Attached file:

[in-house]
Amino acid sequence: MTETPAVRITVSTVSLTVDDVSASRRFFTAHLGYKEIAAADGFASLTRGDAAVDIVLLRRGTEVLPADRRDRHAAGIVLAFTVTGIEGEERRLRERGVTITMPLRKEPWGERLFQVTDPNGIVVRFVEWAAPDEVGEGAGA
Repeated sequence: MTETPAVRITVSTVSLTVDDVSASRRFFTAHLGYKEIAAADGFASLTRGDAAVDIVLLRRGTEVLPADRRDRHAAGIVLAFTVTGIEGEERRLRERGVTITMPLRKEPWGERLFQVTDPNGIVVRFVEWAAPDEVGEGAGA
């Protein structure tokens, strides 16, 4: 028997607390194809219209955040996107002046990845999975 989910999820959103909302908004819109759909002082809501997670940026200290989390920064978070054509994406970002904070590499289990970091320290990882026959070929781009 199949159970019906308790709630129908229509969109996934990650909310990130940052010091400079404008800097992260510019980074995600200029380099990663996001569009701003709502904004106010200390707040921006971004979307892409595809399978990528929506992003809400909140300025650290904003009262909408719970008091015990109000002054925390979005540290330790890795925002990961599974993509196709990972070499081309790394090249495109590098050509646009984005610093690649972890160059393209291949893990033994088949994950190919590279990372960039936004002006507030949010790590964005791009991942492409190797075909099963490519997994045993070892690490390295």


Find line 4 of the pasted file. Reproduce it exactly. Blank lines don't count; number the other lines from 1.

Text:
């Protein structure tokens, strides 16, 4: 028997607390194809219209955040996107002046990845999975 989910999820959103909302908004819109759909002082809501997670940026200290989390920064978070054509994406970002904070590499289990970091320290990882026959070929781009 199949159970019906308790709630129908229509969109996934990650909310990130940052010091400079404008800097992260510019980074995600200029380099990663996001569009701003709502904004106010200390707040921006971004979307892409595809399978990528929506992003809400909140300025650290904003009262909408719970008091015990109000002054925390979005540290330790890795925002990961599974993509196709990972070499081309790394090249495109590098050509646009984005610093690649972890160059393209291949893990033994088949994950190919590279990372960039936004002006507030949010790590964005791009991942492409190797075909099963490519997994045993070892690490390295």